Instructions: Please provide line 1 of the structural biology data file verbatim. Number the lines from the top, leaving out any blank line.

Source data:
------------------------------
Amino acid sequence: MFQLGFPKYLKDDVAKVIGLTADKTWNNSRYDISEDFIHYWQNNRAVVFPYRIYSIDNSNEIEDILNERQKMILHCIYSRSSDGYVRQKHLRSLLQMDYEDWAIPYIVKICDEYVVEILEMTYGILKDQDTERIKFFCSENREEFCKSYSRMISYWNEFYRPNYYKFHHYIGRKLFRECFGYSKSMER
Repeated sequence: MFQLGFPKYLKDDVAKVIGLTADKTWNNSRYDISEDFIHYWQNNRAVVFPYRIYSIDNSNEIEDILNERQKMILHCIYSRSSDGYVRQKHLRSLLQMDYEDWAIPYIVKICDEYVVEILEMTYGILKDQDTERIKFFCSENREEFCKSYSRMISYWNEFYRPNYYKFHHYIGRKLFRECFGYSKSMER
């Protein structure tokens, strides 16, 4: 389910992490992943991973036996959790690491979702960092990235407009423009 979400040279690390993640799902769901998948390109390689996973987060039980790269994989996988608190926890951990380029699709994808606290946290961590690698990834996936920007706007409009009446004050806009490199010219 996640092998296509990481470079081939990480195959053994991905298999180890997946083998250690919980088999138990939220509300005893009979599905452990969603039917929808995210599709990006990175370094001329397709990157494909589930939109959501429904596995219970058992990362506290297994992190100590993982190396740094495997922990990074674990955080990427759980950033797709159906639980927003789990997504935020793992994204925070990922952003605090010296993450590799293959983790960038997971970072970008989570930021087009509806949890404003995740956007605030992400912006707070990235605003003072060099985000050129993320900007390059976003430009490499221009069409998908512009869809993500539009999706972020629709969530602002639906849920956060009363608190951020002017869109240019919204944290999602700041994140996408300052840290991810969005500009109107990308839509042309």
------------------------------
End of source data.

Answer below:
Amino acid sequence: MFQLGFPKYLKDDVAKVIGLTADKTWNNSRYDISEDFIHYWQNNRAVVFPYRIYSIDNSNEIEDILNERQKMILHCIYSRSSDGYVRQKHLRSLLQMDYEDWAIPYIVKICDEYVVEILEMTYGILKDQDTERIKFFCSENREEFCKSYSRMISYWNEFYRPNYYKFHHYIGRKLFRECFGYSKSMER